Television, radio, print announcements deliver inspiration, advice
The 2008 AAOS public service announcements (PSAs), which were unveiled during the Opening Ceremony at the 2008 AAOS Annual Meeting, address a range of orthopaedic initiatives including safety, Academy achievements, and physical activity.
“There’s no shortage of health information out there,” says Nicholas A. DiNubile, MD, chair of the Public Relations Oversight Group, “but I’m not sure we’re any healthier as a nation as a result. The question we have to ask is, ‘How do you reach people with a message in a way that will stick and really make a difference?’ In today’s news media, you get people’s attention for very brief periods of time, so you really have to capture their attention to make an impact. The Grim Reaper, I think, does just that.”
“Grim” TV spots
The television campaign adds a new twist to the tale of the Grim Reaper to promote healthy, active lifestyle choices. The 15-, 30-, and 60-second spots open with thunder, scary music, and a Grim Reaper scouring the streets. As the reaper knocks on doors or shows up in offices, he is constantly rebuffed with responses like, “Hi! You’re looking for Frank? You just missed him. He’s out running.”
With each unsuccessful encounter, an announcer explains that an exercise program not only increases bone health and quality of life, but life itself.
The 60-second spot takes the message one step further, closing with a little girl and the reaper sitting at a chess board. “You know, a little calcium wouldn’t kill you,” she says, sliding him a glass of milk as she places him in check.
Be physical, but safe
The radio ads, a joint effort of the AAOS and the Orthopaedic Trauma Association, are targeted to parents with active children. They encourage the use of proper safety gear, explaining that as more kids take part in extreme sports such as skateboarding, mountain biking, and freestyle motocross, they’re also showing up in the trauma center in record numbers.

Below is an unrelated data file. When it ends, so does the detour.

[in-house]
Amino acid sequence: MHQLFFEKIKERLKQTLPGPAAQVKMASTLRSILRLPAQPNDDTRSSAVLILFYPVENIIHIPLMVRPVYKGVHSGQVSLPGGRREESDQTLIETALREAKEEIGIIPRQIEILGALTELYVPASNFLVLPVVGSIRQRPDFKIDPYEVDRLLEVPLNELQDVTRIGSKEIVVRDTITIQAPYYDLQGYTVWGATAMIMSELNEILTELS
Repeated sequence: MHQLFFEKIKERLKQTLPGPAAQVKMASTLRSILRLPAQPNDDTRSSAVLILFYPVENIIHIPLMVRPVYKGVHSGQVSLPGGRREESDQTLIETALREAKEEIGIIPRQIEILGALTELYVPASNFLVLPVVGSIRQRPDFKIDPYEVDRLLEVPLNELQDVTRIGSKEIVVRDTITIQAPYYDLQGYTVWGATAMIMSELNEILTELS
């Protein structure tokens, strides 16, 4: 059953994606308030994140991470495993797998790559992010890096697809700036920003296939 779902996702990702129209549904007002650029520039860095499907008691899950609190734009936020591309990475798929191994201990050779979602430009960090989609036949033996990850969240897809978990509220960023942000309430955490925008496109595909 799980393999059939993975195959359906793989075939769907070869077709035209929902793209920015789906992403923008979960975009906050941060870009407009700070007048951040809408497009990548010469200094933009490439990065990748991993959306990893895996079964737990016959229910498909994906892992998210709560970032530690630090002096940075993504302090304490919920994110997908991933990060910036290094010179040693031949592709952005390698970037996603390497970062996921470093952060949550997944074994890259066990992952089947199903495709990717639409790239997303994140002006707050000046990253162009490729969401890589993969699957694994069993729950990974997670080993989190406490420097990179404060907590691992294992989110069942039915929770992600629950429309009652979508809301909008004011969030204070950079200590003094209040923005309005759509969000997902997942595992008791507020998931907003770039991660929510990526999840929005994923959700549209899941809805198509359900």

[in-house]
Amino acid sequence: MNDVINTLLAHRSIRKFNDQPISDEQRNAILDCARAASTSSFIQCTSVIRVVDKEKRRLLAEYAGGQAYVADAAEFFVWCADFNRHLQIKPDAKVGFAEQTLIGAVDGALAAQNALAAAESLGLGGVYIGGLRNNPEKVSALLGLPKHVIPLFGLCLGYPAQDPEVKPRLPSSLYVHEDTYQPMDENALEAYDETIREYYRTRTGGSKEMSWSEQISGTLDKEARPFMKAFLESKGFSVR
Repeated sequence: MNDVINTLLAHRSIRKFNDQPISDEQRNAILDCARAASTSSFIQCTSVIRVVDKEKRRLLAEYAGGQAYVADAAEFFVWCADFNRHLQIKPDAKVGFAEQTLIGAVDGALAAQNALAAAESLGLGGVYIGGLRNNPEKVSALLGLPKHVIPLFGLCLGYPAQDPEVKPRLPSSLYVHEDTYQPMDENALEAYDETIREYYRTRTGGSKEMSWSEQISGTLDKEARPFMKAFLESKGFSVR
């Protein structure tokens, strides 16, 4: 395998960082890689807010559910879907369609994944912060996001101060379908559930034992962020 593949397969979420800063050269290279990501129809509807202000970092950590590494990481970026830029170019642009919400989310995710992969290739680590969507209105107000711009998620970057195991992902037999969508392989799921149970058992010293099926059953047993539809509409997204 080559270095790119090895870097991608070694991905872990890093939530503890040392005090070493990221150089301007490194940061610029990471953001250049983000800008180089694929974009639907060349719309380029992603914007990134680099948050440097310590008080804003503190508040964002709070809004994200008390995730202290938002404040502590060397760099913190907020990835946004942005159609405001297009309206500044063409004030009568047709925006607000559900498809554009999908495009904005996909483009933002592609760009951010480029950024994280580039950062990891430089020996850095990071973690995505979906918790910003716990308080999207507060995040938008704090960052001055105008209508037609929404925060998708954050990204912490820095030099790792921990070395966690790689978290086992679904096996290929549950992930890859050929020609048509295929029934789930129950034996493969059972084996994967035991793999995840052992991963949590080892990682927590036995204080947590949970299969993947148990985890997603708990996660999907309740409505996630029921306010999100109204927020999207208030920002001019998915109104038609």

“If I find out you’ve been trying 900s in the half-pipe without your armor, I’m taking away your cell phone,” a mother says in one radio spot.
“Promoting safe play is one of the Academy’s main initiatives,” explains Frank B. Kelly, MD. “We’ve had several PSAs over the years promoting the importance of playing safe, using the proper equipment, and having the proper supervision. We want people to participate in physical activities, but we want them to do so safely, particularly the children.”
The print campaign—which includes postcards and posters as well as materials for newspapers and magazines—highlights the moving stories of four patients who have benefited from a variety of orthopaedic techniques. In each case, the patients were able to overcome their musculoskeletal conditions to live full, rewarding lives: a nurse who grew up with scoliosis; a motorcyclist who sustained open fractures; a researcher who survived polio to become a principal investigator in applying gene therapy for HIV/AIDS; and, perhaps most poignantly, a physician from Sierra Leone—one of only 200 doctors in the entire country—who was the recipient of donated hip and knee arthroplasties and has been able to return to her practice in the tiny West African nation.
“I would urge all Academy members to go to our Web site and download these PSAs,” says Dr. DiNubile. “They’re a great resource for bringing presentations to life, so if you’re out there in your community giving a talk, take advantage of them.”
Peter Pollack is a staff writer for AAOS Now. He can be reached at email@example.com